According to COOK & BURNSTOCK (1976), there are two distinct types of small neurons: the first type measures 9,00µm to 13,00µm in length and groups of rough endoplasmic reticulum and numerous ribosomes are found on the cytoplasm, which confer great basophily. The second type consists of small granular neurons, with the largest diameter of up to 12,00µm, scarce endoplasmic reticulum and many free ribosomes which confer the granular aspect. In our results we did not find small neurons of strong basophily, but we did find neurons of granular aspect. There may be considered as small neurons of intermediary basophily and from our point of view, are of the type mentioned above.

Neurons with greater synthetic activity possess larger amounts of rough endoplasmic reticulum and free polyribosomes (HAM & CORMACK, 1991). Once their structures have affinity for basic stains, they can account for the intense color observed on the cytoplasm of the medium-sized and large myenteric neurons. A synthetic activity greater than that of the small neurons may be suspected.

In relation to the medium and large neurons, SOUZA et al. (1988) reveal that the cell body of the myenteric neurons of the human esophagus stain intensely, and HERNANDEZ (1994) observed that 70,40% of the medium neurons on the ileum rats were strongly basophilic. Weak basophilic neurons were not found. In our research it was observed that strong basophilic neurons predominate among the medium and large neurons while among the small neurons the weak basophilic were most abundant.

With regard to the position of the nucleus, our observations are in accordance with the description of the autonomic neurons of the Peripheral Nervous System (HAM & CORMACK, 1991), of the myenteric neurons of the duodenum of rats (NATALI & MIRANDA-NETO, 1996) and of the ileal neurons of rats (HERNANDEZ, 1994). Like these authors we verified that most of the neurons of the myenteric plexus considered as medium and large have eccentric nucleus and thus the peripheral location of this organelle cannot be indicative of neuronal degeneration.

Analyzing the frequency of myenteric neurons, the predomination of medium neurons in all groups was registered.

When we analyze each group we observe that the animals receiving low-protein diet only during lactation show greater incidence of small neurons and smaller incidence of medium and large neurons. It is possible that group ND was the most affected by the proteic deficiency and even after restoring the normal diet the small neurons could not recover as efficiently as those from the other groups. Thus, the ability of storing proteic supplies on the cytoplasm was smaller on group ND, while the data of groups DN and DD were similar to the control group (NN).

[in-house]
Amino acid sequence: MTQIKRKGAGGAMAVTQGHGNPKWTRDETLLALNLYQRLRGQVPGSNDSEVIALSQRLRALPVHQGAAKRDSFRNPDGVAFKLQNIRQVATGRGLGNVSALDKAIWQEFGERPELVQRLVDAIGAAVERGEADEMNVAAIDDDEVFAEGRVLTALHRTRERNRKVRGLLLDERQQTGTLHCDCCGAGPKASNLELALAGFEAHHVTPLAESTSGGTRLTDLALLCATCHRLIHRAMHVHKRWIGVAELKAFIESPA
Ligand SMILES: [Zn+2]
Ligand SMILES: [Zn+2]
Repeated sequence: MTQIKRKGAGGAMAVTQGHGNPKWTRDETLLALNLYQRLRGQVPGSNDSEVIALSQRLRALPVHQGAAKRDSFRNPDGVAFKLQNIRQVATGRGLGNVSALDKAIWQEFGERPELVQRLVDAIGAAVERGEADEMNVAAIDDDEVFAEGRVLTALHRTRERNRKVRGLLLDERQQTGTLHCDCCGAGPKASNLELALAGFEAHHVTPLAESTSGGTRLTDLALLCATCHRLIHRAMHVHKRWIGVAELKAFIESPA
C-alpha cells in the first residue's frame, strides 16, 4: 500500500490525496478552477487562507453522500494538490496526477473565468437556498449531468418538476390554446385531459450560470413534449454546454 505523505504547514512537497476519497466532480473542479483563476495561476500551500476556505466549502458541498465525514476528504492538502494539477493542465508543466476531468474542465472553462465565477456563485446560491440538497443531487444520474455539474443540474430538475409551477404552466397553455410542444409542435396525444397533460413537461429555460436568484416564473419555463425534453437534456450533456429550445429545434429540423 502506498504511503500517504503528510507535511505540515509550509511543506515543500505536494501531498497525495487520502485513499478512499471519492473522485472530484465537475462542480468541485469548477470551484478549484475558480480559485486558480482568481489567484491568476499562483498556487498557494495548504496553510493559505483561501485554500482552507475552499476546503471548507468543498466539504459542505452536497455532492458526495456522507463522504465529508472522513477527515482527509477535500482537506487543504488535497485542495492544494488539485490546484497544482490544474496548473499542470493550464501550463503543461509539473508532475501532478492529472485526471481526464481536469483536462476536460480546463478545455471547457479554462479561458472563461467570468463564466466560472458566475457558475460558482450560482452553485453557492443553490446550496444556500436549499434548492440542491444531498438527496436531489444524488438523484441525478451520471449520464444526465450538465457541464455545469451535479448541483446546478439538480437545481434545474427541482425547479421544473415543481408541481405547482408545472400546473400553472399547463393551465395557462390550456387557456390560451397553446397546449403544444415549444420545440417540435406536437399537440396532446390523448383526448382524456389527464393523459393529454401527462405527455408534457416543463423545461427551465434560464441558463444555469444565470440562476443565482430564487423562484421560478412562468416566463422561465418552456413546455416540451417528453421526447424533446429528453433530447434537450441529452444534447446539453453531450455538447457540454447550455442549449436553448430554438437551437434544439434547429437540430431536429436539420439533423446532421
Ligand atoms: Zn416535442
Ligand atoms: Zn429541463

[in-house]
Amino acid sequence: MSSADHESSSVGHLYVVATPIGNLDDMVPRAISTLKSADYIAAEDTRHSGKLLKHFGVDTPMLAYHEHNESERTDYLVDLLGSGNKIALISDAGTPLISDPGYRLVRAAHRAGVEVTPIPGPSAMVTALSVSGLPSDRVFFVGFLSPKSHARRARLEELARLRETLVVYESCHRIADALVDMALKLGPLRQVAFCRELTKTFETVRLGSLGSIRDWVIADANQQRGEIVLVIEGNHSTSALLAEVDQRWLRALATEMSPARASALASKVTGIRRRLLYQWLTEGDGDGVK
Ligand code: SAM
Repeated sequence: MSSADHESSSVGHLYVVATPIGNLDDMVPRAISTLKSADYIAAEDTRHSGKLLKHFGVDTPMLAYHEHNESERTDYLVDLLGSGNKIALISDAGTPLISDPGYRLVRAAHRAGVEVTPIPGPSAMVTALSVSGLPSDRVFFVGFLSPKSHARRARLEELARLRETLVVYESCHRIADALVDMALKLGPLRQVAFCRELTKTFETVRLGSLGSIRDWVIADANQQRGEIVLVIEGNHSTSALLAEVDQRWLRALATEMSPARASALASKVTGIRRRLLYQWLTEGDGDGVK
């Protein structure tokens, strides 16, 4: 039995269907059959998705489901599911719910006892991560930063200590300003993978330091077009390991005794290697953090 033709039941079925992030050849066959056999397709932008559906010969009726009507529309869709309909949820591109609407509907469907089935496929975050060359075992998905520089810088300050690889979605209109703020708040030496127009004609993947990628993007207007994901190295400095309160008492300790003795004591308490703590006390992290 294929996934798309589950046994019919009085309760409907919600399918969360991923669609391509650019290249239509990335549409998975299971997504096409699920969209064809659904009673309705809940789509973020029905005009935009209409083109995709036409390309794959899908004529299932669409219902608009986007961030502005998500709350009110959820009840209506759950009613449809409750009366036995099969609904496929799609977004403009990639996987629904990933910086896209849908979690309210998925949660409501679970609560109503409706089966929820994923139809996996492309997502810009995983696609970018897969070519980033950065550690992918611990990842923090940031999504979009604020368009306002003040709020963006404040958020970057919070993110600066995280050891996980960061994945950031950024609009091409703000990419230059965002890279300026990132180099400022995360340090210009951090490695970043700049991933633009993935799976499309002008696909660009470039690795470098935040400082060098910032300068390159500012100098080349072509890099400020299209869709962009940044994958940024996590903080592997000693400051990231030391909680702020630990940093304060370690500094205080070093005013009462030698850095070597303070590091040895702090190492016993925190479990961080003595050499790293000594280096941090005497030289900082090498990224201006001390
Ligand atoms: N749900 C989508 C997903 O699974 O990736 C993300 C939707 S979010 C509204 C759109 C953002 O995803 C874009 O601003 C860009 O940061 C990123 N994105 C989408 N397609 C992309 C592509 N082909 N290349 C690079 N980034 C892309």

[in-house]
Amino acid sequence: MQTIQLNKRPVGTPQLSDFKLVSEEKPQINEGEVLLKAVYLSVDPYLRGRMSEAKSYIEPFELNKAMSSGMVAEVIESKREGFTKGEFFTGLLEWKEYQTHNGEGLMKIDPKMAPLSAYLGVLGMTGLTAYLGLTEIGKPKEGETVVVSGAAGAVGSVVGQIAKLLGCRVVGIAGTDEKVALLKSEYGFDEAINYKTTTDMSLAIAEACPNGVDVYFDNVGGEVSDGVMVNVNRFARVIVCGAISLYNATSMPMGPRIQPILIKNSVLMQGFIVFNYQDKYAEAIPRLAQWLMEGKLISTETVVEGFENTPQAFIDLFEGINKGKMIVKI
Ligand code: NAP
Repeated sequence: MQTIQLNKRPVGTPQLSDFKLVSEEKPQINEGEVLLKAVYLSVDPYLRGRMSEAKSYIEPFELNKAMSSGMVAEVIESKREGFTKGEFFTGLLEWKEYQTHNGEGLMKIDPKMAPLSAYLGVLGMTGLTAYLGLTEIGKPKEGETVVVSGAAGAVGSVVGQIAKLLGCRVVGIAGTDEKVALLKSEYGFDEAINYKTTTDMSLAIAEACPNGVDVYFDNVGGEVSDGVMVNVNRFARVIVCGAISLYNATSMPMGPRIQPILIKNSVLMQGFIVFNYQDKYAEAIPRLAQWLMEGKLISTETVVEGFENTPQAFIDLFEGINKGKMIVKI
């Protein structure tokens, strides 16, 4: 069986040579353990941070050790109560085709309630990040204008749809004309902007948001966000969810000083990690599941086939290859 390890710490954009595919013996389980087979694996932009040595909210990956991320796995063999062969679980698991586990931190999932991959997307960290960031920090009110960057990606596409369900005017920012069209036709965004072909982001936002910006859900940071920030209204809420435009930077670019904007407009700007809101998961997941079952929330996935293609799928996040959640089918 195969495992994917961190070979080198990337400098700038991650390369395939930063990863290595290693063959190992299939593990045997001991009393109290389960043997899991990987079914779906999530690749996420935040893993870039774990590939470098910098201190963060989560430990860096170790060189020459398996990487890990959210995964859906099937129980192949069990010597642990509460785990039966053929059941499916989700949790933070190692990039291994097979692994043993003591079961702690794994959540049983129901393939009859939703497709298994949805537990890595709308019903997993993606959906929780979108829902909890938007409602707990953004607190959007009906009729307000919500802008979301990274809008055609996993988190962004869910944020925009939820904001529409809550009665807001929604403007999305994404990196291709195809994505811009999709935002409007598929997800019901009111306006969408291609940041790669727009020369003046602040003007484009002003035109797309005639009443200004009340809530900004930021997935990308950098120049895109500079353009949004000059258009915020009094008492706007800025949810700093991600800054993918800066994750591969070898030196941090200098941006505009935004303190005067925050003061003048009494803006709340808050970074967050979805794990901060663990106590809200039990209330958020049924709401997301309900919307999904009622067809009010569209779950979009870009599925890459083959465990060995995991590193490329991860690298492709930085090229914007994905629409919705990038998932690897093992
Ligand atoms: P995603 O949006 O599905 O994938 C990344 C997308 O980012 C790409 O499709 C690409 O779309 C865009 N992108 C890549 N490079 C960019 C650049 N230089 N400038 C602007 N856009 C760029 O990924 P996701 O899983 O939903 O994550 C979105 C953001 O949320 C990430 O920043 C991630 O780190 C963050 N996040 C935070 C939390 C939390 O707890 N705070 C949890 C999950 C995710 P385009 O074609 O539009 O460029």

It may be emphasized that the animals of group DN were able to recover until the 60th day of age; in spite of having 39 days of normal diet, group DD showed neurons similar to those of the control group.

NATALI & MIRANDA-NETO (1996) observed that the duodenum of rats subjected to undernutrition during gestation and lactation shows greater incidence of large neurons. They considered this an indicative that animals suffering prolonged undernutrition store protein on their neurons when normal diet is restored as a means of adaptation to a possible proteic deprivation.

The number of myenteric neurons varies among species (SOUZA et al., 1982; GABELLA, 1987) and age (GABELLA, 1989), between intestinal segments (BARBOSA, 1973), and as a function of experimental conditions to which the animal may be subjected (GABELLA, 1989; HERNANDEZ, 1994; NATALI & MIRANDA-NETO, 1996).

Through our results we verified that statistically significant differences exist in the frequency of neurons between all groups, except for group NN compared to group ND. In our opinion these differences have little or no physiopathological influence because, contrary to expectation, the group that suffered most with undernutrition, group DD, was the one with the greatest number of neurons (94.630/cm2); group DN (74.691/cm2) was the next.

It must be taken into account that it is exactly in these two groups that there was lesser intestinal growth, 103,80 cm and 107,60 cm, respectively. Furthermore, group DD also had the smallest mean body weight (187,24 grs.).

Results suggest that undernutrition in the periods studied does not cause decrease in the number of neurons per cm2 on the ileum; on the other hand, the greater neuronal density observed is due to the smaller body growth of the animals subject to undernutrition, such that a relation between intestinal length, body weight and number of neurons is notorious.

RESUMEN: Con el objetivo de verificar los efectos de la desnutrición proteica sobre el plexo mientérico del íleon, fueron utilizados 20 ratas del linaje Wistar, cuyas madres fueron desnutridas en los períodos de gestación y/o lactacia sometidas a sacrificio a los 60 días de edad. Se realizaron preparados de membrana del íleon teñidos con GIEMSA, para observación de las neuronas mientéricas y posteriores análisis y cuantificación. Verificamos que la desnutrición proteica no provoca redución en el número de neuronas mientéricas por cm2 de íleon, y que las neuronas medias con basofilia intermediaria predominan en todos los grupos.

PALABRAS CLAVE: 1. Ileon; 2. Plexo mientérico; 3. Neuronas mientéricas; 4. Desnutrición proteica.

REFERENCES

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Correspondence to:
Prof. Ms. Maria Raquel Marçal Natali
Department of Morphophisiological Sciences
State University of Maringá
Av. Colombo, 3690 CEP 87020-900
Maringá - Paraná
Brazil

Recibido : 20-10-1997
Aceptado : 24-02-1998